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When Fantasy and History Collide: Marisha Ray Models 3D Printed Armor

When Fantasy and History Collide: Marisha Ray Models 3D Printed Armor

5D3_2174-EditThe last time we beheld the staggering work of Melissa Ng, founder of Lumecluster, we were lifted to a heady realm of pure fantasy. Seeing Felicia Day model the intricate 3D printed Dreamer Regalia created an escape to explore the planes “where dreamers find courage.” But if you know anything about Ng, you quickly learn her dreamer’s spirit is as tenacious as it is tender. Before the 3D printers could cool, she was already designing her next masterpiece: The Sovereign Armor.

I asked Ng about the challenges The Dreamer Regalia presented that motivated her to so immediately begin the creation of another elaborate armor. She explained that “while the Dreamer Regalia is one of my absolute favorite projects, I didn’t like how fragile the material was. And I didn’t give much thought to functionality at the time since I was mostly influenced by what I saw in film, television, and games. When I finally completed the regalia, I learned so much… about how much I really didn’t know about armor.”

This is where it gets especially interesting. Not only do we see in the images below Ng’s vision and creative beauty, but the expertise of historical armor consultant Ian LaSpina of Knyght Errant.

What did you look for in a consultant?

When I started doing my historical research, I didn’t think about finding an armor consultant at first. I was just digging through Google Searches, diving into textbooks on medieval history and armor reproduction, and visiting the Metropolitan Museum of Art here in NYC. But I didn’t feel like images and seeing armor in museums was enough for me to know how the armor functioned and how armor components were put together.

I was very fortunate to stumble on Ian LaSpina’s Knyght Errant YouTube channel, which focused on educational videos and articles about the nuts and bolts of medieval arms and armor. Before I knew it, I was watching every single one of his videos back-to-back.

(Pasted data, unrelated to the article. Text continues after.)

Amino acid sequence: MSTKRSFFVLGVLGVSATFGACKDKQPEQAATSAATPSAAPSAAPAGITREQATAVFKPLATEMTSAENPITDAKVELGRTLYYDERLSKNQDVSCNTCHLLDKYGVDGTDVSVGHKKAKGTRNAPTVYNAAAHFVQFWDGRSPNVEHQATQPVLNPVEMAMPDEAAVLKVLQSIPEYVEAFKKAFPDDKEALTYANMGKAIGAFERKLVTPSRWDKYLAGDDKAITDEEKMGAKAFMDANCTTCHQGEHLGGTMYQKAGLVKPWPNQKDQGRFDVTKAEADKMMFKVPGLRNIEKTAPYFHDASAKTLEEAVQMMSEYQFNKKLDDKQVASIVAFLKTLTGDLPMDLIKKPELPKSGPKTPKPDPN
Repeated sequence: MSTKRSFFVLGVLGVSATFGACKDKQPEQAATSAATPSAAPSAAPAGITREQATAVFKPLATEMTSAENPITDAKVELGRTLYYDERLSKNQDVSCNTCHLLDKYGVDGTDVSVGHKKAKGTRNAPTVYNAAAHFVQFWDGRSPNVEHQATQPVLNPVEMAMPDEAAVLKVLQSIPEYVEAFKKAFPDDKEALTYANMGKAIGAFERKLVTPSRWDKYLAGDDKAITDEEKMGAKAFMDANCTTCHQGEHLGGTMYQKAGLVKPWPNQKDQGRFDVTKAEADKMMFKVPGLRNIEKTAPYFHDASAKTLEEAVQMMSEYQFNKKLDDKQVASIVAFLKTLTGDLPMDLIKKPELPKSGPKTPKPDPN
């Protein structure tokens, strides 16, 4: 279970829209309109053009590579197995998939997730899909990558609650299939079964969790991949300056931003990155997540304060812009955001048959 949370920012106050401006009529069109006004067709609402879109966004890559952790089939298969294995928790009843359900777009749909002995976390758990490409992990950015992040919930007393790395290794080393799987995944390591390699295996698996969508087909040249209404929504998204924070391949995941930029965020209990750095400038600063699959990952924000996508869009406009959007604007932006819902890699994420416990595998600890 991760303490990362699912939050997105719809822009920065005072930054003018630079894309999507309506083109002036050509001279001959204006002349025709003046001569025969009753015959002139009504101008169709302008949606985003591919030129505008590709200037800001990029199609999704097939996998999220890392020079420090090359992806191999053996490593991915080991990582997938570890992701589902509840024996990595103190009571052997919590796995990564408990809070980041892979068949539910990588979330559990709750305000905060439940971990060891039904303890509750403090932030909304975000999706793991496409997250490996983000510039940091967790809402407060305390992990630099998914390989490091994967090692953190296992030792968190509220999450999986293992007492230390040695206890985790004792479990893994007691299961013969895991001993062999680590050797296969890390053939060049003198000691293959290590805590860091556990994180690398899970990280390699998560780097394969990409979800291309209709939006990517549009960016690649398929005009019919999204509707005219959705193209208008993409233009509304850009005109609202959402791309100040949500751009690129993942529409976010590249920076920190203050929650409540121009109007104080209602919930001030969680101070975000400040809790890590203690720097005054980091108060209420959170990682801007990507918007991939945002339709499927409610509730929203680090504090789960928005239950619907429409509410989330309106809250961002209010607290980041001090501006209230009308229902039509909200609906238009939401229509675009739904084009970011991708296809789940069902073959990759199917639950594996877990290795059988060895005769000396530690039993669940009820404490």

On impulse, I reached out to him to thank him for his amazing content and we geeked out about our love for fantasy. Upon realizing his love for both historical armor and fantasy, it made sense for me to ask him if he would be interested in joining me on the Sovereign Armor project. I’m lucky he said ‘yes’ because his support was a great boost.

What surprised you the most when pursuing historical accuracy?

I was surprised by how much easier it was for me to mock up fantasy armor ideas once I knew what armor components there were and how they functioned.
While it’s enjoyable to make fantastical pretty things, it’s even more fun to design something while asking yourself ‘Would designing it this way get me killed? If I shaped an armor piece like this, would I later be filled with pain and regret?’

What were some of the major changes you saw from your original design to Ian’s changes?
Sovereign_pauldron

The biggest changes were probably in the pauldrons (and he also gave many gentle warnings about my breastplate, vambrace, gauntlet, and plackart design). If this was real armor, my original pauldron design would have gotten the wearer killed since it was designed as one solid piece, which would have limited the wearer’s shoulder movement. Since I was focusing on the gothic armor style, he helped me get a clearer idea of how gothic pauldrons articulated so it could flex and collapse on itself.

What lessons learned from the Sovereign Armor will you apply to the next creation?

I learned a lot about how to assemble the pieces that make up each armor component, but I still have much to learn. I’d love to see a real armor smith create and assemble armor.
The amount of care that went into making something fantastical and beautiful to also be historically accurate is staggering. The mission of The Sovereign Armor’s creation is unrelenting, even savage. As Ng herself delves into the battle of creating in spite of your critics, both internal and external, she has had to find an inexorable strength. From her blog:

“[The Sovereign Armor was] made in honor of the creatives out there who know that, even though it’s empowering to be the ruler of your dreams and creations, you also know how incredibly lonely the journey can often be…Because it’s yours. All the frustrations, failures, revelations, and successes. It’s easy to critique, judge, and assume. It’s not easy to keep creating the things that can only come from you.”

Enter Marisha Ray. If you have ever had the opportunity to encounter Marisha, you know that she is a master of wielding uncompromising strength, a woman who stands her ground with a warm, unafraid laugh. She took to bearing the Sovereign Armor like a true warrior, as seen in the gallery below.

Sovereign17 646

 

See more 3D Printed Wonders: Lumecluster.com

Check out more fascinating historical recreationism: Knyght Errant

All Gallery Photo Credit: Eric Anderson

Hair/Makeup: Misti Dawn

Model: Marisha Ray

Special Thanks: Andrea Liu, Joey Haeck
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